“That time I was wrongly arrested for murder, the copper asked for my autograph” or “I had a morning off of work so Gary Oldman flew us over to Cannes for tequila with Joe Strummer” or “I was on that movie for 21 days and had dinner with a different girl every night”. He’s had the life of ten men.
After a speedy tech run with our AD Diane Page, we had the torturous ‘Press Up Club’ with Paul Hawksyard. I am actually developing breasts. A vocal warm up and then company notes with Claire (suffering with a cold). She gave us the audience numbers for that evening, instructions on mine and Gus’s press call the following day and mentioned any offers that may have been given to the company from local businesses such as gyms and restaurants. Before we knew it, we were up and running.
Another warm opening. The audience seemed to have a similar DNA to Birmingham in that they were quite vocal and totally invested in the experience. After the show Billy (Irving), the brilliant Andy (McDonald), Gus and Lloydy all piled into my dressing room for a slurp of wine before decamping to the pub across the road from the theatre; Originally enough it's called The Stage. Keith, the barman, sorted us with a drink and then I left the rest of the company to it as I still had to check in to my apartment.
I tottered off up the hill from town and out toward my digs. Google Maps in one hand and my suitcase in the other, I was assured it’s only a 17 minute walk from the theatre. 45 minutes later and I’m still wondering around the back streets of the university campus; Freezing, annoyed and tired. I had called the reception to ask for directions as I simply could not find the place! Nobody was answering my calls. Every time I thought I’d found the area, the map on my phone would insist I was 0.5 miles away? Added to this, Billy Irving was constantly calling to ask if I wanted to come back out for a beer once I’d checked in! I think I may have sworn at him, or the situation, or anyone in earshot before politely declining his kind offer.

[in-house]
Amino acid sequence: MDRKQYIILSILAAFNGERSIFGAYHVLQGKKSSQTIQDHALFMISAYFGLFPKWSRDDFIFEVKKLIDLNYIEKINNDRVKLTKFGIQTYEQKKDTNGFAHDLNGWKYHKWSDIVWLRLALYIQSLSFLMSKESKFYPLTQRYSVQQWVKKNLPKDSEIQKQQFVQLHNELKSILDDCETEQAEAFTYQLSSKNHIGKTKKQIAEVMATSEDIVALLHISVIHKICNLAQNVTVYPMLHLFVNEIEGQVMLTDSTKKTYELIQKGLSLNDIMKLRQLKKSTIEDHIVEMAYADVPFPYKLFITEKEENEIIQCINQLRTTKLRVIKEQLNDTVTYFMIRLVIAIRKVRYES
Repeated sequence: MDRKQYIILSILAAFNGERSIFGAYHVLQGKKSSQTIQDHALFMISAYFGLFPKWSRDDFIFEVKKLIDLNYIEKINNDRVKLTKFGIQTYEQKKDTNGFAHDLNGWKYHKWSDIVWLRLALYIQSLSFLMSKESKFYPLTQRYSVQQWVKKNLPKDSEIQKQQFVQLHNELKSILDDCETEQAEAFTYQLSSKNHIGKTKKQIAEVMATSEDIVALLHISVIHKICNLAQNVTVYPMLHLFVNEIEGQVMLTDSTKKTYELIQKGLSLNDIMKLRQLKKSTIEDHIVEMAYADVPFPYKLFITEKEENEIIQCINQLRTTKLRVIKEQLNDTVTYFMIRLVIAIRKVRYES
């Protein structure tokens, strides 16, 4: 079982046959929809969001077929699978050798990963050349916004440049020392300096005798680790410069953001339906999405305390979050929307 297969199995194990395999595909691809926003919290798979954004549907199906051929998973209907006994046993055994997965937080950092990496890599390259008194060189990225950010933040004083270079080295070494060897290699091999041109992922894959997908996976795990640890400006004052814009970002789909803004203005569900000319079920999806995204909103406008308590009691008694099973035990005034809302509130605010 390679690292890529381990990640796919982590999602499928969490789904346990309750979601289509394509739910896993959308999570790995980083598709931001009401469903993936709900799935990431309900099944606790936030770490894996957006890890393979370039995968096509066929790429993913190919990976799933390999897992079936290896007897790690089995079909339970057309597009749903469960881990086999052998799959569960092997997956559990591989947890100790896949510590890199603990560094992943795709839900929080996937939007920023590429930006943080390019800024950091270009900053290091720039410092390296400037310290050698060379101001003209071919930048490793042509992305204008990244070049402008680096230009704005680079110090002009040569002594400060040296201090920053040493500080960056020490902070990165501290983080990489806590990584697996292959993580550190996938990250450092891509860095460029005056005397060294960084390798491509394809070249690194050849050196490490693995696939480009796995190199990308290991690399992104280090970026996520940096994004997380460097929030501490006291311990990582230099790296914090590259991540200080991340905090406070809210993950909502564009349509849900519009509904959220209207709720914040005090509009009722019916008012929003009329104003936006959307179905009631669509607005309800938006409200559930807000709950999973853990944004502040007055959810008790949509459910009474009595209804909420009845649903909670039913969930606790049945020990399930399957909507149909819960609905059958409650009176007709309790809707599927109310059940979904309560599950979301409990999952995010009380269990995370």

Eventually I found the apartment block and walked in to find the receptionist, bleary eyed, wearing her pyjamas! My incessant phone calls had woken her from her slumber and she’d arrived, complete with bed hair, behind the desk as I entered. She told me that she didn’t know how to work the card machine and so I’d have to wait whilst she called her boss. A mere HALF HOUR later and I was curled up in bed just after 2am.
The next afternoon, Gus and I met in my dressing room and gave an interview for Notts TV. We spoke to a lovely presenter called Chloe Bicknell. We were then ushered to the other side of town in a taxi to BBC Nottingham where we did a spot on Verity Cowley’s drive time show. Taxied straight back for a warm up and a packed evening show.
Nottingham’s night life seemed pretty raucous. Student town I suppose. There was no shortage of drinking holes. I had friends in on the Friday night who seemed to enjoy the show. Booze infused and enthused they tried to get some show secrets out of me but I resisted; Name, rank and number only.
On the Saturday morning I gave a phone interview with Dave Johns on Radio Woking ahead of us landing there next week. He was very warm and seemed up for watching the show. It can be difficult to give an interesting interview on a subject about which we are sworn to secrecy. The interviewers can sometimes come across a little frustrated with what little you are giving them. The producers had given us a very strict description of what we can and cannot reveal and we are on pain of death to adhere to it. All part of the show’s hype I’m sure, but in a world where we can find out almost anything we want with a touch of a button, it makes a refreshing change to keep the audiences guessing.
The last two shows saw us play to over two thousand people. These numbers are still incredible to me. I could still hear the hubbub from the audience as I packed up my dressing room, handed over a kit bag of gear to go onto the touring truck and headed away from Nottingham. Maybe not to return for another twenty years but with a happier impression of the place than I had when I had arrived.